Kids, pets, strange or blurred backgrounds, or perfectly staged and framed video calls - the pandemic means people have had to think about how they present themselves in virtual meetings. Shauna Burke and Treena Orchard, two Western University health studies professors; and Kristopher Alexander, a media studies professor at Ryerson University, talk…
 
Once Prime Minister Justin Trudeau's parliamentary secretary and the only Black female MP on Parliament Hill, Celina Caesar-Chavannes grew disenchanted with politics and the Liberal Party and left them both behind. While she no longer has a seat in the House of Commons, the entrepreneur is still advocating for more people of colour in government. S…
 
Taken together, the Great Lakes hold 20 per cent of Earth's freshwater, are the size of the U.K., and have more than 40 million Canadians and Americans living around them. Today, there is also much less winter ice cover and more algae blooms and invasive species. With a new president installed in the White House and a new opportunity for the Canada…
 
Joe Murphy was the number one overall draft pick in the NHL. He won a Stanley Cup, made millions of dollars, and had a solid career. How did he end up broke, fighting drug addiction, and eperiencing homeslessness? Rick Westhead tells the story in his book, "Finding Murph: How Joe Murphy went from Winning a Championship to Living Homeless in the Bus…
 
From hockey to football to rugby to even soccer, there's been a reckoning over concussions and brain injuries. But what about outside of sports? At home, in schools and workplaces, the Agenda explores the other side of concussions. See omnystudio.com/listener for privacy information.על ידי TVO | Steve Paikin
 
One year ago, the first COVID-19 case was reported in Canada. What have scientists learned about the SARS CoV-2 virus since then? And what about the new variants? We discuss the country's progress in treating the disease and how to best control it as the second wave of the pandemic rages on. With guests, Dr. Zain Chagla, associate professor in the …
 
This week's look back on our programming begins with how COVID-19 has disrupted Ontario farming. Then, how are people and businesses in rural Ontario coping with the pandemic. And, will movie theatres ever fully recover after audiences have settled into a year of streaming? See omnystudio.com/listener for privacy information.…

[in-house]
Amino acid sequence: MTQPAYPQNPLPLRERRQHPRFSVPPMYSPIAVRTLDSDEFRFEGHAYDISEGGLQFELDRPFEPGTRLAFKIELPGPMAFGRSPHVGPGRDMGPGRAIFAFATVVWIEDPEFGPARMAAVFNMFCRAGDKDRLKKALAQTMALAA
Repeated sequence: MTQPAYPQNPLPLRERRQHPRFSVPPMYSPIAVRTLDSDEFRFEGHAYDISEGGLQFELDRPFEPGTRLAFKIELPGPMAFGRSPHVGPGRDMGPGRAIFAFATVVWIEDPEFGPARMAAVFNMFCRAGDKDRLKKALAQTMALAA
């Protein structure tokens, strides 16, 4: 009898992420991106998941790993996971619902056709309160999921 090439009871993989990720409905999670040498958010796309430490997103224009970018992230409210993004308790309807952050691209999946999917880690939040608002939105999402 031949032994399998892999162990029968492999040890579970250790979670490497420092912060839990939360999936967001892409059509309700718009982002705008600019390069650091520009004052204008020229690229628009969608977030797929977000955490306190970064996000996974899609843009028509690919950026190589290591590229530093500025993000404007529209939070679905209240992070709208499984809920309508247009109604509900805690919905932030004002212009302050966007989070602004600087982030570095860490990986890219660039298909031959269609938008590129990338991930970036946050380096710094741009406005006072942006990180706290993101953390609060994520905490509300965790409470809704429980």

With movie theatres shuttered across North America because of the COVID-19 pandemic, many wonder what's at stake for the silver screen. Will streaming become the dominant means by which people watch movies, or will movie theatres bounce back? Our panel includes the Toronto Star's Peter Howell; filmmaker April Mullen; Alexandra Seay, general manager…
 
The current lockdown - the second since the beginning of the pandemic last March, has severely handicapped small businesses across the province. In Toronto, where restrictions were imposed just before the lucrative Christmas season, shopkeepers across the city are worried. The Canadian Federation of Independent Business estimates Canada could lose …
 
Author Ron Deibert discusses his new book, "Reset: Reclaiming the Internet for Civil Society," within. He is director of the Citizen Lab and a professor of political science at the University of Toronto's Munk School of Global Affairs and Public Policy. See omnystudio.com/listener for privacy information.…
 
The COVID-19 pandemic may be global, but its impacts are felt very much on the local level. The federal government has promised to "build back better," but how well has it addressed the specific challenges facing rural Ontario? Minister for Women and Gender Equality and Rural Economic Development Maryam Monsef helps us understand her government's s…
 
How are rural communities in the province faring through the pandemic. We discuss the effect it's had on local economies, public health infrastructure, as well as the influx of city dwellers to those communities. With Dr. Jennifer Young, family physician; Al MacNevin, mayor of the Town of Northeastern Manitoulin and the Islands; Marg Isbester, mayo…
 
In urban environments, poverty and homelessness can be evident at street level but in rural Ontario those facing tough times can be much harder to see. COVID-19 has made that more difficult and essential to address, as the gaps between services and people can be life-altering. Elizabeth McIsaac, president of Maytree, the anti-poverty non-profit org…
 
Last spring, the COVID-19 pandemic upended farming, from labour supply, to mismatches in supply and demand for agricultural products. To discuss how the year has unfolded from there, we welcome Sylvain Charlebois, scientific director of the Agri-Food Analytics Lab at Dalhousie University; Rob Lipsett, president of Beef Farmers of Ontario; and Mike …
 
The pandemic has laid bare some of the stresses and strains between property owners and their tenants. To complicate things, tribunal hearings meant to mediate disputes, have been moved online. That doesn't always work for everyone. Southwestern Ontario Hub journalist Mary Baxter tells us why virtual hearings may be inequitable. See omnystudio.com/…
 
The Democracy Agenda is a joint TVO/Toronto Star initiative exploring western society's commitment to the democratic process. The first modern democracy seems imperiled due, in part to Donald Trump's presidency. Will U.S. democracy survive this test? Will it take another civil war? To help us ponder these questions, we invite David Frum, staff writ…